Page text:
22. The ratio would be precisely 1:1, i.e. an equimolar mixture of fructose and glucose. Something I was wondering about last time this came up is whether you can buy high-fructose corn syrup in retail quantities, because it is 1) dirt cheap due to gov't corn subsidies, and 2) is essentially the exact same thing as invert sugar, the only major difference being that HFCS is not exactly 50/50 glucose/fructose -- HFCS 55 is 55% fructose and 45% glucose, and HFCS 42 is . . . you get the idea. They are basically the same thing, just made in different ways. Invert sugar is made by hydrolyzing sucrose into fructose/glucose, whereas HFCS is made by partially converting a glucose syrup to fructose. ← Patrick, any idea what the stuff sold in grocery stores is? MelissaH ← My understanding had been that the sugar fraction of regular light corn syrup is almost exclusively glucose. However, if you read the ingredient list of some corn syrup bottles, like Karo, you'll see that they list corn syrup and high fructose corn syrup as ingredients. My best guess is that brands that don't list HFCS as an ingredient are essentially glucose syrup, but for those that list HFCS as an ingredient, I don't think there is any easy way to tell what the proportion of glucose to fructose is. ← Corn syrup is never 100% glucose. According to this page, corn syrup is always comprised of glucose, maltose, maltotriose and higher saccharides. ← Thanks for the clarification, Scott. I wonder if maltose and maltotriose, since they are essentially very small glucose polymers (di-glucose and tri-glucose, respectively), if they would possess any of the confectionary qualities of glucose? I mean, obviously very large glucose polymers (starch) don't have the right qualities, but I wonder if when you get down into the di and trisaccharides if they have the right properties.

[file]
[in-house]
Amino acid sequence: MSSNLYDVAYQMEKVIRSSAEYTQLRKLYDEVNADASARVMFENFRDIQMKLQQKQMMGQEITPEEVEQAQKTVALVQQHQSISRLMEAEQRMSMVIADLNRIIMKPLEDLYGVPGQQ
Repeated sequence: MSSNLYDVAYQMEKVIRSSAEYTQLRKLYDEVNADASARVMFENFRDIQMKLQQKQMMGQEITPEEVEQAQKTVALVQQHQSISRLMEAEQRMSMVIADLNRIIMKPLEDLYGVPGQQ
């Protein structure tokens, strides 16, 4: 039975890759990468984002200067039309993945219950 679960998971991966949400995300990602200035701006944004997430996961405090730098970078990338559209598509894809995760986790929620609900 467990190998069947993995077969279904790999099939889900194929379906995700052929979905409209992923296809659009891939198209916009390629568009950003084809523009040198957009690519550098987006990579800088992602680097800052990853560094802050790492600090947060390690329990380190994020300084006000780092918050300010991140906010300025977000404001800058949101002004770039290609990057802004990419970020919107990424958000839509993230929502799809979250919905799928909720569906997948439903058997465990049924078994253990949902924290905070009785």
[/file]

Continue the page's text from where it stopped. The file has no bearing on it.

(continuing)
23. The ratio would be precisely 1:1, i.e. an equimolar mixture of fructose and glucose. Something I was wondering about last time this came up is whether you can buy high-fructose corn syrup in retail quantities, because it is 1) dirt cheap due to gov't corn subsidies, and 2) is essentially the exact same thing as invert sugar, the only major difference being that HFCS is not exactly 50/50 glucose/fructose -- HFCS 55 is 55% fructose and 45% glucose, and HFCS 42 is . . . you get the idea. They are basically the same thing, just made in different ways. Invert sugar is made by hydrolyzing sucrose into fructose/glucose, whereas HFCS is made by partially converting a glucose syrup to fructose. ← Patrick, any idea what the stuff sold in grocery stores is? MelissaH ← My understanding had been that the sugar fraction of regular light corn syrup is almost exclusively glucose. However, if you read the ingredient list of some corn syrup bottles, like Karo, you'll see that they list corn syrup and high fructose corn syrup as ingredients. My best guess is that brands that don't list HFCS as an ingredient are essentially glucose syrup, but for those that list HFCS as an ingredient, I don't think there is any easy way to tell what the proportion of glucose to fructose is.
  24. Raw, unroasted cocoa nibs? Yuck!
×
×
  • Create New...